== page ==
Pleopeltis polypodioides (syn. Polypodium polypodioides), known as the resurrection fern, is a species of creeping, coarse-textured fern native to North America.
When the fronds "dry", they curl with their bottom sides upwards so they can rehydrate quickly when rain comes, as most of the water is absorbed on the underside of the leaf blades. They lose around around three quarters of their free water in dry spells, sometimes up to 97% without losing the ability to revive.
Not a parasite but it does tend to grow on ancient limbs.
Pecan tree with fern.
Oak tree above. You can gather a starter plant about 6" from a fallen branch in the woods and inoculate your own trees, tucking it into crevices in the bark. .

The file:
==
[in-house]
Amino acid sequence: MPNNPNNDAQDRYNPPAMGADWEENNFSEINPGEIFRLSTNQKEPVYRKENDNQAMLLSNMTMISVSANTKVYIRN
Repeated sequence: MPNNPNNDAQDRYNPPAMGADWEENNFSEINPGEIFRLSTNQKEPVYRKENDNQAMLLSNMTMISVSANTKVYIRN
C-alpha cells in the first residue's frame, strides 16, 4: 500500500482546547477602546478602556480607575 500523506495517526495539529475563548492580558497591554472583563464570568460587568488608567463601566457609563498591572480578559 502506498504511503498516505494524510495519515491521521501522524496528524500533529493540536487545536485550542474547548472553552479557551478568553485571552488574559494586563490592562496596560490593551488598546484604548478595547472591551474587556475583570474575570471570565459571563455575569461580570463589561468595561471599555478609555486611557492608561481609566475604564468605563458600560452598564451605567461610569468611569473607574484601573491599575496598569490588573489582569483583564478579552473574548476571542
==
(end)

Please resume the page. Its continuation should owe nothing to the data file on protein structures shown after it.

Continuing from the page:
Growing on a piece of dead wood.
On a large stone with lichens.
On a concrete bench among brick pieces, a tiny piece
attached to bark that fell on the ground months ago.
I planted Resurrection Fern with Christmas Cactus and a Bromeliad in a grapevine ball a couple of years ago. I was not successful in keeping the environment moist enough indoors for the fern to thrive.
This clump has grown on an old dinner plate for years, outdoors.
Resurrection fern earned the title of `first fern in space’ when it traveled aboard the Space Shuttle Discovery in 1997. The fern was taken into space to observe its resurrection at zero gravity and the results showed that the fern was able to complete this process without gravity.